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By Saad B. Omer
Dr. Omer is the director of the Yale Institute for Global Health.
Not long after scientists in South Africa discovered the Omicron variant of the coronavirus that causes Covid-19, a number of Western countries — including the United States — imposed travel bans on people traveling from southern African countries. The U.S. ban exempts American citizens and permanent residents.
Notably, Omicron has been identified in many other countries around the world, including the United States. Some data even suggests that it may have been circulating in Europe even before it was identified in southern Africa. Yet the bans remain.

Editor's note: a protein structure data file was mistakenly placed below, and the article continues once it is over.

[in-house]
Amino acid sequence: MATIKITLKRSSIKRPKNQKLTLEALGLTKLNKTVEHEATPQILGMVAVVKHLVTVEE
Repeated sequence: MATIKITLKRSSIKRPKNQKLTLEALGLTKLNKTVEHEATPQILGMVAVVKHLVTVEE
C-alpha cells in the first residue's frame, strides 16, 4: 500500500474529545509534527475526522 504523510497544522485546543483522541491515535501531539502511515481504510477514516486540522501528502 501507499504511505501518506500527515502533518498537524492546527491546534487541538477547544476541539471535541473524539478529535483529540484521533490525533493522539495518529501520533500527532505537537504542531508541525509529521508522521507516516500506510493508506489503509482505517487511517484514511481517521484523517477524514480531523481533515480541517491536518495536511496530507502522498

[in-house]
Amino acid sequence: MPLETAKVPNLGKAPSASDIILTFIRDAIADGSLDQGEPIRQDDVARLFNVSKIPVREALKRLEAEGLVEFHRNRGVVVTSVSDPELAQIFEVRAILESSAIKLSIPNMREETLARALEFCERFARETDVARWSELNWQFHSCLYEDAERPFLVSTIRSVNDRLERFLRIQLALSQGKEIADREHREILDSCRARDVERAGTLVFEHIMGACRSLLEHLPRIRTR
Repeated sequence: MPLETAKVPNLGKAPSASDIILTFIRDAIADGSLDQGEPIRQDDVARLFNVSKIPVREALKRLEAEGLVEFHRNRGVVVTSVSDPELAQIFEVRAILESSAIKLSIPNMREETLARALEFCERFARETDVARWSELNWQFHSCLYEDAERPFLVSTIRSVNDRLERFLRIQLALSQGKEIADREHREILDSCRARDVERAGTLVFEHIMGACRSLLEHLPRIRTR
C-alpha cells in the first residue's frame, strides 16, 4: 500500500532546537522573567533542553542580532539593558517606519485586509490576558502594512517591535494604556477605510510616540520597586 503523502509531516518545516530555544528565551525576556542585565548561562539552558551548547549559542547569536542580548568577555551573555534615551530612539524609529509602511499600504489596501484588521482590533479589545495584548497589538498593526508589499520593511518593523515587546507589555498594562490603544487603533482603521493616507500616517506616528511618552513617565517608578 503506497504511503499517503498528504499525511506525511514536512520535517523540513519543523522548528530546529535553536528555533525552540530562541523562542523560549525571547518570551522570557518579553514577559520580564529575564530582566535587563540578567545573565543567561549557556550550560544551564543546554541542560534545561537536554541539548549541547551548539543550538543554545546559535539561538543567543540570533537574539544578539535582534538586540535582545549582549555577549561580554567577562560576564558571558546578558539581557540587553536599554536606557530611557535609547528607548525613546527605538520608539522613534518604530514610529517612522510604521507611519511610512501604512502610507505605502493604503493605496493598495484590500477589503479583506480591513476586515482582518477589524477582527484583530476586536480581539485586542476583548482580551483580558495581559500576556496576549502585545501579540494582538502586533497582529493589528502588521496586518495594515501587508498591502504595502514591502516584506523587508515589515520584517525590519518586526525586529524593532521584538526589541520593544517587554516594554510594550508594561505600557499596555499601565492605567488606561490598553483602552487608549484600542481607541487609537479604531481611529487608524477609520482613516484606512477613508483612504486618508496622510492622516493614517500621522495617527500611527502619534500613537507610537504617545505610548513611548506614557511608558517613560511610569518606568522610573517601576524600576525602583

President Biden acknowledged that the American travel ban was unlikely to stop the virus. But he justified it as a way of delaying the arrival of the new variant into the country. Others have justified the ban as a way to act “proactively” — as if there are no undesirable consequences of this policy.
Did the ban delay the arrival and spread of the new variant in the United States? How does it impact the efforts to control Covid-19 in the United States?
The science is nuanced. Even before the pandemic, scientists had studied the utility of travel bans after the emergence of a new respiratory virus. Most of the pre-Covid-19 pandemic research was conducted on potential influenza pandemics. Seasonal and pandemic influenza virus can be devastating, but it is less infectious than SARS-CoV-2, the virus that causes Covid-19.
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